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McGwire goes deep [UPDATED: ... but not deep enough]

Mark McGwire could have remained in seclusion, holed up in his seaside California mansion, out of public sight forever, with his family, his millions of dollars and his memories. There was no ambush here -- no magazine bombshell, no hard-hitting book, no long-hidden positive test finally come to light, forcing him out of his bunker.

Make no mistake, McGwire came out of hiding Monday because he needed to -- as a condition of employment as the St. Louis Cardinals' hitting coach. But he wasn't forced into his admission under duress, the way so many others -- pretty much ALL the others -- were. McGwire did this because he wanted to, because suddenly he cares about how he is perceived, because he wanted back in the game. Yes, he did it for PR reasons -- perhaps because he thinks it may eventually get him into Cooperstown. But the thing to remember here, the thing that sets him apart, is that he did this because he wanted to, not because he had to.

I give McGwire credit for his admission. No, it wasn't perfect. I'd love to know the exact timetable of his usage. I'd love to know what substances he took, and how he obtained them. I wish he had acknowledged that it was a desire to be the best -- to hit more home runs than anyone else and make a ton of money -- that was behind his usage, instead of leaning on the recovery-from-injuries excuse. I was there in 1998. I remember the swagger he had. I remember his awe at his own feats.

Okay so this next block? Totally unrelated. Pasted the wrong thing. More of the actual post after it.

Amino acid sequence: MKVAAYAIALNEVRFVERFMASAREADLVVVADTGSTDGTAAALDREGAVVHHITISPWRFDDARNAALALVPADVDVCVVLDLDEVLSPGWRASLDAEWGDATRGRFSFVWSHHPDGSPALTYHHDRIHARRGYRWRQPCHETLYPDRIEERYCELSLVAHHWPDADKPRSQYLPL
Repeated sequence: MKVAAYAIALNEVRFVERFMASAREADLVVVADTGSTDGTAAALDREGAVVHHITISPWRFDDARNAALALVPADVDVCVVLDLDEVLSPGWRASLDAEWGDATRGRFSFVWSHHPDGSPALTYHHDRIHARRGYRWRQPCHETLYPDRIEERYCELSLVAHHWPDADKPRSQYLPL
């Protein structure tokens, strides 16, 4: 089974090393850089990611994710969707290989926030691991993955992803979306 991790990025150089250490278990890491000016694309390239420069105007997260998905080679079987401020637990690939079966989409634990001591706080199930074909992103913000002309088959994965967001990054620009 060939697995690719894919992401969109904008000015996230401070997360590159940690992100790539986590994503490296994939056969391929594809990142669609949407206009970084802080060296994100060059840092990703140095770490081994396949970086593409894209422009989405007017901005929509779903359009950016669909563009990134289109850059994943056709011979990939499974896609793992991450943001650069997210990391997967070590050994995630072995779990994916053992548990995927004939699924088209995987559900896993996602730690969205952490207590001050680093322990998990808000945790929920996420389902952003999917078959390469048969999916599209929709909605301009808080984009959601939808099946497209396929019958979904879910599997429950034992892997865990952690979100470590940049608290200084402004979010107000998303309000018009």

But despite those shortcomings, McGwire went further than anyone of his stature has ever gone in admitting his usage. He gave the years when he used. He didn't blame a mysterious cousin, or a rogue doctor, or claim he was naive. And he certainly didn't deny. In fact, he has never denied.

On Monday, when I spoke to former Rep. Tom Davis (R-Va.), who chaired the infamous March 17, 2005 hearing before the House Government Reform Committee -- in which McGwire repeatedly said he wasn't there to talk about the past -- I asked him if he had been upset with McGwire at the time of the hearing. Davis said McGwire had admitted his usage in a pre-hearing meeting, but could not admit it under oath out of fear of self-incrimination, since there were active investigations and he was within the five-year statute of limitations on such crimes. Davis said he actually came away with newfound admiration for McGwire. While Rafael Palmeiro (and, one supposes, Sammy Sosa) stood there and lied to Congress, McGwire refused to do so.

"He was protecting his family," Davis told me. "What would you have done?"

I would have loved to have been able to shoot back immediately, with conviction: "I would have told the truth!"

But I have a family, too. "Well," I said to Davis, not feeling very good about my answer, but certain it was true, "I guess I would have done the same thing."

[UPDATED, 8 a.m. Tuesday:] I wrote the above prior to watching McGwire's interview Monday night with Bob Costas on the MLB Network. It was not an impressive performance, by either McGwire or Costas. Both did what was required of them, and Costas, in particular, handled a very difficult assignment with class and professionalism. But I was practically screaming at him to ask some tough follow-ups: "Do you think you cheated? If you didn't use steroids to cheat, but to recover from injuries, as you claim, then why do you feel so much anguish? Why would you call the Maris family to apologize if you feel the breaking of Roger Maris's record was legitimate?"

As for McGwire, does he really believe he gained no physical advantage from using steroids? He certainly appeared to believe it, looking Costas directly in the eye on the several occasions on which he stated it. But even if he believes it, such a claim is absurd, and McGwire loses points for failing to go all the way with his contrition.

By Dave Sheinin  |  January 11, 2010; 5:34 PM ET